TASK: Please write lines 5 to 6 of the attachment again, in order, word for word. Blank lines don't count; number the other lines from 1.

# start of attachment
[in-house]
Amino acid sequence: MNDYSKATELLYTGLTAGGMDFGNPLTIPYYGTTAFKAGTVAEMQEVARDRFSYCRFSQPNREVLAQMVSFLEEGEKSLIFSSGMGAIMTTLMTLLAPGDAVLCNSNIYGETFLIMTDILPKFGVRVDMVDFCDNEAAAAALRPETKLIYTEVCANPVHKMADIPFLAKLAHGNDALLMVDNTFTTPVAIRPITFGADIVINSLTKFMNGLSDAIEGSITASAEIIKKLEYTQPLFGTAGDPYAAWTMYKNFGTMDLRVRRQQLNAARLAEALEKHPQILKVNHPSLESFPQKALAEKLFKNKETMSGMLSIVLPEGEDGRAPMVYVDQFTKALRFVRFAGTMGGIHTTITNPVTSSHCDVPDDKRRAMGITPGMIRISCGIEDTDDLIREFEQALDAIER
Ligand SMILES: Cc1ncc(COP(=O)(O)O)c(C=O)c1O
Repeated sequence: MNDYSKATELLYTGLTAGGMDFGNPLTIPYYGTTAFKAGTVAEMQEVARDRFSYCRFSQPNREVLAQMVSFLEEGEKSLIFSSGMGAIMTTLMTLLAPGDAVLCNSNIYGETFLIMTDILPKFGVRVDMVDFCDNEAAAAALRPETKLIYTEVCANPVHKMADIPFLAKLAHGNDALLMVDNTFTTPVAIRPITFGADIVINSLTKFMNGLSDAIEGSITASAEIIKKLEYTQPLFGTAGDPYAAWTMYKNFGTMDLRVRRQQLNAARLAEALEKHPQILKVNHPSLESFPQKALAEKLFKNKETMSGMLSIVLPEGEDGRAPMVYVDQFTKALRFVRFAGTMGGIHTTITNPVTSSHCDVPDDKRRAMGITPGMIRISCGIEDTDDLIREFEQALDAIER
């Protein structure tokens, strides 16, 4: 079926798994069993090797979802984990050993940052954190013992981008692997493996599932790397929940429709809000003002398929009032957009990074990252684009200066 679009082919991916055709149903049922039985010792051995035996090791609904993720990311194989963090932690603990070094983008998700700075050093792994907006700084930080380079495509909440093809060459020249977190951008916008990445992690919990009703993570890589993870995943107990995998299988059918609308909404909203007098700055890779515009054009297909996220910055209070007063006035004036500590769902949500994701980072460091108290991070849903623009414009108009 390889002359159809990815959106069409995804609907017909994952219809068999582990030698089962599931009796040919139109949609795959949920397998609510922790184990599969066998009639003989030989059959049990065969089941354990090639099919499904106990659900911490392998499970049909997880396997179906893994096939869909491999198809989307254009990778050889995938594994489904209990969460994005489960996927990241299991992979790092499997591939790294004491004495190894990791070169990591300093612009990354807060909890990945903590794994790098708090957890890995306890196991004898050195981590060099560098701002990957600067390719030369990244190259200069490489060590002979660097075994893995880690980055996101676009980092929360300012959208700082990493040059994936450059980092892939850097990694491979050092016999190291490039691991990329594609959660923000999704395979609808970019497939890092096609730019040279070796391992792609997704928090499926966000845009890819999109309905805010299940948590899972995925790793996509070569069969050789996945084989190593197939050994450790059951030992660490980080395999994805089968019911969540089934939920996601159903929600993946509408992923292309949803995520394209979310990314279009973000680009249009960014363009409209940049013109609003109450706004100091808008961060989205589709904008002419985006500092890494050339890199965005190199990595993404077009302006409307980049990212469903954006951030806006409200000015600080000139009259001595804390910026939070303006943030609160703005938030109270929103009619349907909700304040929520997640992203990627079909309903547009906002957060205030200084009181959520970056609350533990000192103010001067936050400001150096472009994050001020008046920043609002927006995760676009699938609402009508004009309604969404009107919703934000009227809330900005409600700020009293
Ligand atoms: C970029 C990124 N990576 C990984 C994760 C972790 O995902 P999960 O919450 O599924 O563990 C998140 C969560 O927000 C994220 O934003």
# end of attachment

């Protein structure tokens, strides 16, 4: 079926798994069993090797979802984990050993940052954190013992981008692997493996599932790397929940429709809000003002398929009032957009990074990252684009200066 679009082919991916055709149903049922039985010792051995035996090791609904993720990311194989963090932690603990070094983008998700700075050093792994907006700084930080380079495509909440093809060459020249977190951008916008990445992690919990009703993570890589993870995943107990995998299988059918609308909404909203007098700055890779515009054009297909996220910055209070007063006035004036500590769902949500994701980072460091108290991070849903623009414009108009 390889002359159809990815959106069409995804609907017909994952219809068999582990030698089962599931009796040919139109949609795959949920397998609510922790184990599969066998009639003989030989059959049990065969089941354990090639099919499904106990659900911490392998499970049909997880396997179906893994096939869909491999198809989307254009990778050889995938594994489904209990969460994005489960996927990241299991992979790092499997591939790294004491004495190894990791070169990591300093612009990354807060909890990945903590794994790098708090957890890995306890196991004898050195981590060099560098701002990957600067390719030369990244190259200069490489060590002979660097075994893995880690980055996101676009980092929360300012959208700082990493040059994936450059980092892939850097990694491979050092016999190291490039691991990329594609959660923000999704395979609808970019497939890092096609730019040279070796391992792609997704928090499926966000845009890819999109309905805010299940948590899972995925790793996509070569069969050789996945084989190593197939050994450790059951030992660490980080395999994805089968019911969540089934939920996601159903929600993946509408992923292309949803995520394209979310990314279009973000680009249009960014363009409209940049013109609003109450706004100091808008961060989205589709904008002419985006500092890494050339890199965005190199990595993404077009302006409307980049990212469903954006951030806006409200000015600080000139009259001595804390910026939070303006943030609160703005938030109270929103009619349907909700304040929520997640992203990627079909309903547009906002957060205030200084009181959520970056609350533990000192103010001067936050400001150096472009994050001020008046920043609002927006995760676009699938609402009508004009309604969404009107919703934000009227809330900005409600700020009293
Ligand atoms: C970029 C990124 N990576 C990984 C994760 C972790 O995902 P999960 O919450 O599924 O563990 C998140 C969560 O927000 C994220 O934003």